Volume 9, Number 7 August 27, 2006
Whites Re-invent African Culture
by Dr. Ridgely Abdul Mu’min Muhammad
On August 18th and 19th 2006 Min. Lee Muhammad of Charlotte, NC, Barry Crumbley, BFAA member from NY and myself attended the National Bio-Dynamic Agriculture Conference held at Hawthorne Valley Farm in upstate New York. The theme of this year’s conference was "Building Sustainable Communities: Agriculture as Foundation for Social Change". As a student of The Most Honorable Elijah Muhammad the title of this conference resonated with my consciousness since he taught us that "Agriculture is the Root of Civilization." The title and the subject matter also reminded me of the African village concept of communal work, communal ownership, mixed agriculture and connectedness between the soul and the land.
In listening to the various speakers at the workshops it became apparent that these white people were trying to become more "spiritual" and get back to "nature". On the other hand Black people in the cities have totally bought into the western value system and are becoming more "materialistic" and artificial. While the host group was trying to grow food without chemicals and artificial fertilizers, Black people were dying their hair, putting in colored eyes and eating as much fast food as they could "super swallow". These white people were trying to understand how they fit into the cosmos, while Black people are trying to adapt their behavior and even appearance to fit into the artificial world set up by their conquerors, the white people.
The concept of Bio-Dynamics is based on a series of lectures given by Rudolph Steiner in 1924 in Austria. He introduced an idea for "a farming system based upon on-farm biological cycling through mixing crops and livestock. …This philosophy suggests that humans, animals, plants, minerals and the cosmic periphery form a whole system, or organism." This sounds like traditional agriculture developed by Africans thousands of years ago but destroyed by Europeans.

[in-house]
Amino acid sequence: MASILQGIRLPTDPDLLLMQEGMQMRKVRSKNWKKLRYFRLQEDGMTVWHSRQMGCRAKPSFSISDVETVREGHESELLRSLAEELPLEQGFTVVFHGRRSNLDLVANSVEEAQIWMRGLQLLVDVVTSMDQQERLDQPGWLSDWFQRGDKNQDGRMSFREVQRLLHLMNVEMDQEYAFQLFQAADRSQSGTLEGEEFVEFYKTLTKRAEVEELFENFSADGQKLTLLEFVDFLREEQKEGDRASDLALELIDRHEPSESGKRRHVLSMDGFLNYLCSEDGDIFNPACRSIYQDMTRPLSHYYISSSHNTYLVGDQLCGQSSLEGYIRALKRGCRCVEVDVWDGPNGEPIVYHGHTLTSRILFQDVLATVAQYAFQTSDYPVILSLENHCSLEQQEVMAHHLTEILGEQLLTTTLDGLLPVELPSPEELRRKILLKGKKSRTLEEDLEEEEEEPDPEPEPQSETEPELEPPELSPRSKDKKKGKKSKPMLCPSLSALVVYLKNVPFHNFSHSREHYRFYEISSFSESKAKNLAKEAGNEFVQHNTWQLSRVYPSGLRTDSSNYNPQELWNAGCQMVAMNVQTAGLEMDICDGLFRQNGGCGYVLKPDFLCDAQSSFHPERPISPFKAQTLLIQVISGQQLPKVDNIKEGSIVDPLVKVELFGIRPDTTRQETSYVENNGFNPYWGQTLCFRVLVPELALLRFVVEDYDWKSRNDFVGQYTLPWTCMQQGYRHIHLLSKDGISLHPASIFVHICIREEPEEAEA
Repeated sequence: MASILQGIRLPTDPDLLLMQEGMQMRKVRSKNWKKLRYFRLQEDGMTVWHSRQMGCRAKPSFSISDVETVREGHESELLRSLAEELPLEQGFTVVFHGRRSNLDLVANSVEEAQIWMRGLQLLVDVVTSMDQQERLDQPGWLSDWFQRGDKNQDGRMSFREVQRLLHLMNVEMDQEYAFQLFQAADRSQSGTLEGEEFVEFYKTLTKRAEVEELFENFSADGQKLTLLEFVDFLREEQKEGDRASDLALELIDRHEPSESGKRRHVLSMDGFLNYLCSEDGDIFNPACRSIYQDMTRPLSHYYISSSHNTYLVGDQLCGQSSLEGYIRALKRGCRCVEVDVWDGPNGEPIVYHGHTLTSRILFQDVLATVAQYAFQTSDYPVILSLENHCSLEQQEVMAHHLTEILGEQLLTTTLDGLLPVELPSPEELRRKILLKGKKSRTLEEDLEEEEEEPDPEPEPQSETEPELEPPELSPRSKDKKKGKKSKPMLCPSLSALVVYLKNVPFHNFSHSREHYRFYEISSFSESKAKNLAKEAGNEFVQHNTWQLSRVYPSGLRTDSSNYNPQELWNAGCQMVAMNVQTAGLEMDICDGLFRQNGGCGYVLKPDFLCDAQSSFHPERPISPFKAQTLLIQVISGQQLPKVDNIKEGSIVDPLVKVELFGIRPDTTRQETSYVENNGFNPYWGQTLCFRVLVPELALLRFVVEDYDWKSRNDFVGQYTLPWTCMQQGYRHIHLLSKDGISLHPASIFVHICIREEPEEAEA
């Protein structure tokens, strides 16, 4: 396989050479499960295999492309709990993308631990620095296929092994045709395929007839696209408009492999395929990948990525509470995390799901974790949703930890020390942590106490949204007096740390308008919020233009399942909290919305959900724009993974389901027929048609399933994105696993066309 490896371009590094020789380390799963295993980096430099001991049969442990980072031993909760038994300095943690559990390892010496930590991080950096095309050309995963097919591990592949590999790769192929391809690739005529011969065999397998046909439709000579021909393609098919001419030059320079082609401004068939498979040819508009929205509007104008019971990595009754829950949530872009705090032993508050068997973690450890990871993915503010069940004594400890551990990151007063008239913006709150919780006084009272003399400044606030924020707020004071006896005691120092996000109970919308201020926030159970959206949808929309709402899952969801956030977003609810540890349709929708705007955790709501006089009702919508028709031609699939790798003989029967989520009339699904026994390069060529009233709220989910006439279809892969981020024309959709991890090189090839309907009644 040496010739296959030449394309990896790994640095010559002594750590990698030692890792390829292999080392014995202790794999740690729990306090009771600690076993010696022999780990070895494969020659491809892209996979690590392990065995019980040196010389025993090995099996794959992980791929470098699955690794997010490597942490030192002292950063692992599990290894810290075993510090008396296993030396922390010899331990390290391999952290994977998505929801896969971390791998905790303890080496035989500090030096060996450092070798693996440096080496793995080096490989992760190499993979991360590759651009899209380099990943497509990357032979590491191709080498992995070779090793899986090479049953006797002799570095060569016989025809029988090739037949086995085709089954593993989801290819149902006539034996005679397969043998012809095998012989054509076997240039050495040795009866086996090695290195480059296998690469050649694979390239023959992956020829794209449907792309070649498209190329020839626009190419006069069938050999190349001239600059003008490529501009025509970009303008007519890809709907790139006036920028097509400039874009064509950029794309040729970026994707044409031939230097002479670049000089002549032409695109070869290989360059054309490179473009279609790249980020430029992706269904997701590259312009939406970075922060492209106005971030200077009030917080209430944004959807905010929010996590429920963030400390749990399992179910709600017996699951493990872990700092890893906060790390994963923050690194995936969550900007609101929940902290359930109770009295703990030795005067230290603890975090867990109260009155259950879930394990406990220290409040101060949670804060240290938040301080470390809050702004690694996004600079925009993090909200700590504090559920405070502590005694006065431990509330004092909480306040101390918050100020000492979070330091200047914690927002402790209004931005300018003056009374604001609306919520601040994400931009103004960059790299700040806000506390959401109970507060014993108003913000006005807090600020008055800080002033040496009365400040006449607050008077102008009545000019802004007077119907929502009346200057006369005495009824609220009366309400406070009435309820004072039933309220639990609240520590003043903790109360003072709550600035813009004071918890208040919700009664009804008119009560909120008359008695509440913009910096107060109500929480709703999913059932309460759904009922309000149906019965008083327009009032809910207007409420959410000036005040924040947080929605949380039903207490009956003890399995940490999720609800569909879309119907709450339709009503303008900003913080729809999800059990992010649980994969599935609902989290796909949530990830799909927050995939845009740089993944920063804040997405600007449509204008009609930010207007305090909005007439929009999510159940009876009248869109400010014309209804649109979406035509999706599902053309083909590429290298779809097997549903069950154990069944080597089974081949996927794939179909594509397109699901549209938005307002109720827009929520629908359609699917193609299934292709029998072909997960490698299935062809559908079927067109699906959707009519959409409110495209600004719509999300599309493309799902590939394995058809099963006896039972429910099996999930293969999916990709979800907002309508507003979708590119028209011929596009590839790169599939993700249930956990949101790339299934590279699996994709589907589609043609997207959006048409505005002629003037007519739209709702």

As we listened to the presenters at the various workshops the similarities became more apparent between this "new" concept of Bio-Dynamics and the African culture which was based on a continuous flow of energy from the spiritual world into the physical world. It is man’s responsibility to balance these energies to maintain an environment of health and peace.
We remembered the African story of Osiris (Ausar) and Isis (Auset). Isis is given credit for developing domesticated animals and crops while Oisiris is said to have taken this agricultural system of ancient Kemit to other parts of the world, thereby fostering the development of civilization throughout the world. It seems that Seth has temporarily won the struggle against his brother Osiris. Seth represents the hot, dry, selfish, destructive, nomadic, male principle represented by Western warrior exploitative society, while Osiris represents the wet, sedentary, harmonic, female principle represented by many now destroyed indigenous cultures of the planet. Now it seems that whites are trying to resurrect the principles of ancient African culture by another name.
Gary Lamb, Director of the Center for Social and Environmental Responsibility at Hawthorne Valley, laid out a new paradigm for economic development based on "working together" instead of the competitive profit making model. He quoted David Corten who made many attempts to use western economic development models with indigenous people but found that "...no development theory embraced all peoples." Mr. Lamb opined that for sustainable development, people must "...break from money to community." Any attempts of development must work with the "whole view of reality" instead of the "excessively partial view of reality" that under girds the thinking of western economic and agricultural thought.
He continued by asserting that man must understand how he fits into the cosmos. The basic relationships are between the earth, man and God. This goes back to the indigenous inhabitants of the America’s concept of the three tiered world with earth as the foundation, man in the middle and God on top.